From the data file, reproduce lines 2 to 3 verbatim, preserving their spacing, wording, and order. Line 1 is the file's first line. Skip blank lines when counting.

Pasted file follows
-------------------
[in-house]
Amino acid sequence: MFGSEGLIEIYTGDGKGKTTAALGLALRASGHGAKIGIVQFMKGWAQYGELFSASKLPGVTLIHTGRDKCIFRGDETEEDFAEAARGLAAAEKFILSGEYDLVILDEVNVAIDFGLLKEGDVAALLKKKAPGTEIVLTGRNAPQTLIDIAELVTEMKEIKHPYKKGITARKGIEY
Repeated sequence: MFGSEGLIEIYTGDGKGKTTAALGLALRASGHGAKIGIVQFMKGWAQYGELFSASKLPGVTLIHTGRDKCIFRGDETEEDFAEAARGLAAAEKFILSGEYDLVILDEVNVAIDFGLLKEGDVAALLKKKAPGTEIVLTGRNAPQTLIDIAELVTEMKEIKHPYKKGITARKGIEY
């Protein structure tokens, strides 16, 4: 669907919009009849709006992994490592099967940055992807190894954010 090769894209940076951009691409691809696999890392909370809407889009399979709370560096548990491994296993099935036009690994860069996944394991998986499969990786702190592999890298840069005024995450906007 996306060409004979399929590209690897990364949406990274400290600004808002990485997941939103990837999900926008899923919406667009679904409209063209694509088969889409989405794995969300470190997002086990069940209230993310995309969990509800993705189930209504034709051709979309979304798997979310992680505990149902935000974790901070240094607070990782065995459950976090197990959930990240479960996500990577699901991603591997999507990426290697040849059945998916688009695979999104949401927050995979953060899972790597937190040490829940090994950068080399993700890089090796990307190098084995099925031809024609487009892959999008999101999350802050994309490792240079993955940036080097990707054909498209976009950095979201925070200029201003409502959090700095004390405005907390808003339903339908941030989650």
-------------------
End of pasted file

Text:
Amino acid sequence: MFGSEGLIEIYTGDGKGKTTAALGLALRASGHGAKIGIVQFMKGWAQYGELFSASKLPGVTLIHTGRDKCIFRGDETEEDFAEAARGLAAAEKFILSGEYDLVILDEVNVAIDFGLLKEGDVAALLKKKAPGTEIVLTGRNAPQTLIDIAELVTEMKEIKHPYKKGITARKGIEY
Repeated sequence: MFGSEGLIEIYTGDGKGKTTAALGLALRASGHGAKIGIVQFMKGWAQYGELFSASKLPGVTLIHTGRDKCIFRGDETEEDFAEAARGLAAAEKFILSGEYDLVILDEVNVAIDFGLLKEGDVAALLKKKAPGTEIVLTGRNAPQTLIDIAELVTEMKEIKHPYKKGITARKGIEY